Lesley Kerkhove experienced the best season of her career in 2017. And this year, the Dutchwoman is one to keep an eye on. The world no. 179 recently spoke about her career-best season, her goals for the future, and the difficulties of switching between WTA and ITF tournaments.
A Grand Slam main draw, a maiden WTA title, and career-high rankings in singles and doubles.
These were the highlights of 26-year-old Lesley Kerkhove’s 2017 season. And despite a loss in the final round of WTA Shenzhen Open qualifying last week, the Dutchwoman still made a positive start to the new year: reaching the doubles semifinals alongside Lidziya Marozava. The duo were closely matched with Barbora Strycova and Shenzhen singles finalist Katarina Siniakova in the last four, before going down in a champion’s tiebreak.
“My priority is singles, but I also like to play a lot of doubles,” says Kerkhove, who partnered Arantxa Rus to reach the junior French Open final in 2008.
Further success came at the tail end of last season, when the doubles world no. 75 won the WTA event in Luxembourg with Shenzhen partner Marozava. They took down the more experienced duo of Kirsten Flipkens and Eugenie Bouchard – both former Wimbledon semifinalists – for the trophy.
“I’d played Flipkens before in doubles, but never Bouchard,” Kerkhove reflects. “I’ve seen her play for a long time, but it’s still tougher actually playing someone for the first time, because you don’t know what to expect. It’s nice to have another opponent that you already know.”
She adds: “We didn’t expect to win the whole tournament. It was a very strong draw, so we just kept going match by match. And at the end we had an amazing result.”
On the WTA tour in recent times, doubles has served as a great ally for players in their singles careers. Kristina Mladenovic and Caroline Garcia have been leading examples – both Frenchwomen reaching the top ten last season. Kerkhove is far outside of that realm at present, but the effect of doubles on her singles game is evident. She is not the most powerful player, but the rising Dutchwoman reads the ball well, and can play with variety on a tour that features much monotonous baseline striking.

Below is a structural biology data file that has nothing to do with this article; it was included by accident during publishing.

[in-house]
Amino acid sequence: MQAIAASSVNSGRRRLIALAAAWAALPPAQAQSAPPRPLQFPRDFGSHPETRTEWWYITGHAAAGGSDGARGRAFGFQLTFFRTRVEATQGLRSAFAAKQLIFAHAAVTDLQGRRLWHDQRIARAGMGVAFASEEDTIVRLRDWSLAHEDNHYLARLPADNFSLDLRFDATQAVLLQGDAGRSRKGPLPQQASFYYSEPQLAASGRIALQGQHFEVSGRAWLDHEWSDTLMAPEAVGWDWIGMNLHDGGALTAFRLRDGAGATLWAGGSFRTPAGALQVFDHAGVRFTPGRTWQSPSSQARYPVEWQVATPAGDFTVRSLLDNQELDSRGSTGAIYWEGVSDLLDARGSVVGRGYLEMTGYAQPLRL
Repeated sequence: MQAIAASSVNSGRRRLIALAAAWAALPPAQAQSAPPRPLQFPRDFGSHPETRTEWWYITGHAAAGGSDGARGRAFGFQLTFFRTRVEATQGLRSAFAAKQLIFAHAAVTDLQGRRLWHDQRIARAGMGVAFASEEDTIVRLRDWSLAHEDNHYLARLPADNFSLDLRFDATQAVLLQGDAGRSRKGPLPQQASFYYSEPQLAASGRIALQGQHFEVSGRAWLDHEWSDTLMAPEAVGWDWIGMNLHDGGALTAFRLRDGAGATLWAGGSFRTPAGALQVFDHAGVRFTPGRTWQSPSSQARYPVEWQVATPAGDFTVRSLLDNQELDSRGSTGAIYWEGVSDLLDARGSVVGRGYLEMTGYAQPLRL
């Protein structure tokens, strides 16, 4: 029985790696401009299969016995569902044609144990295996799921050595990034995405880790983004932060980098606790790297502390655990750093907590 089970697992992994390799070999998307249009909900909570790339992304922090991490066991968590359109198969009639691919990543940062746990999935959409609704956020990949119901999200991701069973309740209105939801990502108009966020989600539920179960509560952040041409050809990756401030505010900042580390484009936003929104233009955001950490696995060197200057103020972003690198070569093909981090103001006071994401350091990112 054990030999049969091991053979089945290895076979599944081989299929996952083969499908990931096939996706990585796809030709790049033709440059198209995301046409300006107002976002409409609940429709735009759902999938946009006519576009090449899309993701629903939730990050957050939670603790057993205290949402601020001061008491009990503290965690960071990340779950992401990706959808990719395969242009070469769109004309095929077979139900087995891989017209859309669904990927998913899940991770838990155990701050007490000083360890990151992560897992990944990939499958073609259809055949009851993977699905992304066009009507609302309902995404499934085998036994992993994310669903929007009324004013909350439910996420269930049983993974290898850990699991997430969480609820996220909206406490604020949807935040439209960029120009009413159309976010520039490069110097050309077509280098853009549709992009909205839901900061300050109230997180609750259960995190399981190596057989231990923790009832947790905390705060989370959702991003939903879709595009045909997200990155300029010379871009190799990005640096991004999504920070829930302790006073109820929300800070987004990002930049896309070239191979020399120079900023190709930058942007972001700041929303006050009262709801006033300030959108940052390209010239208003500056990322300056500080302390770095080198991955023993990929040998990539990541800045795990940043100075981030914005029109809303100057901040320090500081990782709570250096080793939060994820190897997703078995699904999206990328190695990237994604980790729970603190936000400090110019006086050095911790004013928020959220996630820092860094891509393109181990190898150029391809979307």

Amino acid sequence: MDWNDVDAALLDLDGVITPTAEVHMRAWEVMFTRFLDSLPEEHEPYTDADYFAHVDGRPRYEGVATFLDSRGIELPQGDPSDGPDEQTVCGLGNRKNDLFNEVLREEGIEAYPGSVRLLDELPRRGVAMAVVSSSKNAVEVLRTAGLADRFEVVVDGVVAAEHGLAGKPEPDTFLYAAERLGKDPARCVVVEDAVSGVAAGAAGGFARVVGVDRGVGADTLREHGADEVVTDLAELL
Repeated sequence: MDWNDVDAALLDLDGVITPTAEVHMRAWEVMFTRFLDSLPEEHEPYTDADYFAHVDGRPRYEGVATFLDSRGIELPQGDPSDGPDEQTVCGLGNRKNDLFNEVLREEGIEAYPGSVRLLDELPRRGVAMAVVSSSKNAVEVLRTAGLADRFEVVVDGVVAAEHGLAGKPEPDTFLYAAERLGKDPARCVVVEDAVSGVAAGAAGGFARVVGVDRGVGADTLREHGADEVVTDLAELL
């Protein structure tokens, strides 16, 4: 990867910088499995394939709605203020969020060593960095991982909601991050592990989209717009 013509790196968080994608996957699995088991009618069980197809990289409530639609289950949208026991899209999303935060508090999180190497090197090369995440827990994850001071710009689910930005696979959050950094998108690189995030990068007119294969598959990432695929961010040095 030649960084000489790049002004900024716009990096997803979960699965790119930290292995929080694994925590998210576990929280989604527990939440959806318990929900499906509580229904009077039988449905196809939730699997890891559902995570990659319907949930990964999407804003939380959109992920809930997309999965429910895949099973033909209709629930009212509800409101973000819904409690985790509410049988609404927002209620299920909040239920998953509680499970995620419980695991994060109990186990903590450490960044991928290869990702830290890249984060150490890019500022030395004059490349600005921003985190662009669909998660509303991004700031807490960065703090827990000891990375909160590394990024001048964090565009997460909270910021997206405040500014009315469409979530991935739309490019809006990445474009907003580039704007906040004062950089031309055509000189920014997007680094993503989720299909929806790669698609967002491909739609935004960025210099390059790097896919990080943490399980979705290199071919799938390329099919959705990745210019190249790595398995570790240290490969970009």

This should help her to achieve the goals that she set as a youngster starting out in the game. Kerkhove’s parents, Robin and Carina, play tennis for fun, and introduced their eldest daughter to the sport at the age of four. While her 18-year-old sister, Romy, competes at a national level, the 26-year-old’s sights are set much higher.
“I wanted to play in the main draw of all four Grand Slams, and to be in the top 100 [in singles],” the Luxembourg champion recalls of her early ambitions. “And that’s still my goal. I’m close to it now and trying hard to reach it.”
The right-hander is currently ranked 179 in singles – exactly 30 spots off the career-high status she achieved in October. That jump in the rankings was aided by a solid run at the US Open, where the Dutch player qualified for a major tournament for the first time. During that event, she beat two players residing above her in the rankings.
“It was an amazing feeling to qualify for the US Open,” Kerkhove enthuses. “I played really good in qualies, and it was just really really nice to be there for the first time in the main draw. My favourite surface is outdoor hard-courts – I like the sun and the heat.”
This being the case, her next shot at qualifying for a Grand Slam appears well-suited to Kerkhove. The Australian Open – which begins in a matter of days – has been known for its extremes of heat, and provides an exciting opportunity for the Dutch no. 4 to continue her positive start to 2018.
Some strong showings in the months that follow will also help her to become a more consistent presence in WTA main draws. Currently, Kerkhove is darting back and forth between WTA qualifying events and ITF main draws – the tier of competition below the WTA. Just the week after claiming her Luxembourg doubles title in November, the top 200 player made the singles final of the $25,000 ITF contest in Shrewsbury as the top seed – losing only to former world no. 45 Anna-Lena Friedsam.
Similar to switching surfaces, the transition from a WTA event to an ITF competition has its challenges. But while some ITF events feature constant noise from other courts and passers by during points – and also lack adequate lines judges and ball kids – Kerkhove suggests that the biggest changes come away from the court.
“It’s really different, going straight from playing a WTA event to playing an ITF event,” she confirms. “On WTA everything is a little bit easier. You get great practice facilities, they organise food for you, they organise the hotel. But at an ITF you have to do all this by yourself.
“I like to have ball kids – it makes playing a little bit easier. Spares you a little bit of energy. But the noise from elsewhere doesn’t disturb me because I’m used to it, so it’s fine. It’s just organising all the [off-court] things by yourself that is the biggest difference.”
As she took Luxembourg match by match en route to her maiden WTA title, newly-engaged Kerkhove is looking to take things step by step in the near future.
“I really want to be top 100 soon – that’s my first goal,” she says. “And to make more Grand Slam main draws. I did it once, and I hope to play as many more main draws as possible in the coming year.”
There are four chances to make one of these prestigious fields in the upcoming year – one of them just around the corner. But if Kerkhove continues her sensible and focussed approach to the game, the opportunities will stretch far beyond this season.
Slow and steady often wins the race.